Gauging the Future

Tony Aldous on mid-19th century plans for a railway station in the centre of London.

The dream of a nineteenth-century Solicitor to the City of London Corporation of a central railway station within the Square Mile with trains running both north and south of the Thames is about to be achieved – paid for by the developers of post-Big Bang office blocks. It promises to bring Channel Tunnel express trains to within ten minutes' brisk walk of the Bank of England, as well as providing fast services to Gatwick and Stansted airports.

The City Solicitor, Charles Pearson, argued, before a 1846 Royal Commission, for a central station at Farringdon Street for all lines north of the river but linked through to the south. Farringdon was indeed built, but lack of money prevented it from being the grand affair originally projected. The Commission recommended that main termini be kept on the periphery of the City.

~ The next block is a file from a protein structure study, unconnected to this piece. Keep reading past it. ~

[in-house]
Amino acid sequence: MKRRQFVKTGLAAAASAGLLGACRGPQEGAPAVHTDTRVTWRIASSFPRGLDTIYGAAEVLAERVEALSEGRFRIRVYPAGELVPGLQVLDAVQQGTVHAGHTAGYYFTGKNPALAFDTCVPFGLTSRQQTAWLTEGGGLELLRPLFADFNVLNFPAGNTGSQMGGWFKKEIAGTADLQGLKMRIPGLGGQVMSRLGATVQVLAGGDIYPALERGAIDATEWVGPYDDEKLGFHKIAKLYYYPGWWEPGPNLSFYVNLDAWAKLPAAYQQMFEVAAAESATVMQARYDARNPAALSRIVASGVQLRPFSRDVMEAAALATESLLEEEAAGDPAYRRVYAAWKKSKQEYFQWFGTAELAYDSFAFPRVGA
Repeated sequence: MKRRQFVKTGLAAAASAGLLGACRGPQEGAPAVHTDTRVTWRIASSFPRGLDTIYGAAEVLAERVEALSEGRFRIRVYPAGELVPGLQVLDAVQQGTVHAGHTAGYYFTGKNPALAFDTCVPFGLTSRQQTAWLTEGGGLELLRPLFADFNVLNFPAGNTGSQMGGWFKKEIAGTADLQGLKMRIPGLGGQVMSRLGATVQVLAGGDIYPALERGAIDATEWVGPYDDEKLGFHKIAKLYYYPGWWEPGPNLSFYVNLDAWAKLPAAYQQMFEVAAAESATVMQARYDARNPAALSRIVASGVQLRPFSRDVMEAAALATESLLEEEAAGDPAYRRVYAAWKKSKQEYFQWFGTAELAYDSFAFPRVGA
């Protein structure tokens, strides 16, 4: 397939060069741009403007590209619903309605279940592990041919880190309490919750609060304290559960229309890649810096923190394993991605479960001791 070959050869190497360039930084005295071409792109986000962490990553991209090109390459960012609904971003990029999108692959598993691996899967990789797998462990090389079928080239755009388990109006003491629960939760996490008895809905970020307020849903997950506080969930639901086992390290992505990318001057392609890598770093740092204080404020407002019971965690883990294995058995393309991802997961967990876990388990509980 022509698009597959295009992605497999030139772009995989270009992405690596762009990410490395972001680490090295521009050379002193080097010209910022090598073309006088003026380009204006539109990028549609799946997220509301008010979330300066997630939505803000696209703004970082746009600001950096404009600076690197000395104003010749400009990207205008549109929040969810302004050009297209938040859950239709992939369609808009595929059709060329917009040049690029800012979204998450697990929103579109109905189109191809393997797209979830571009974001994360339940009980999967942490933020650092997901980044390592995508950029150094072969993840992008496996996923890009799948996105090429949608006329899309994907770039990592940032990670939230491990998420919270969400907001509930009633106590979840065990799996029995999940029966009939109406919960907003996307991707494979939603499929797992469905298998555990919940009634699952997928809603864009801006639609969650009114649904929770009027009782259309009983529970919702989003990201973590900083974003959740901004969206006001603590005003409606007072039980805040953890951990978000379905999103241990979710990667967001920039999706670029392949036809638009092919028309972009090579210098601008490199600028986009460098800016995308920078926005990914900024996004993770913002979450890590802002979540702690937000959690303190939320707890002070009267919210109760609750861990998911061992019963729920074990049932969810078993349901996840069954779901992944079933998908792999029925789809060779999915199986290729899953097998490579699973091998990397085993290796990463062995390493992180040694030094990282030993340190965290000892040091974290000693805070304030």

To continue reading this article you will need to purchase access to the online archive.

Buy Online Access  Buy Print & Archive Subscription

If you have already purchased access, or are a print & archive subscriber, please ensure you are logged in.

Please email if you have any problems.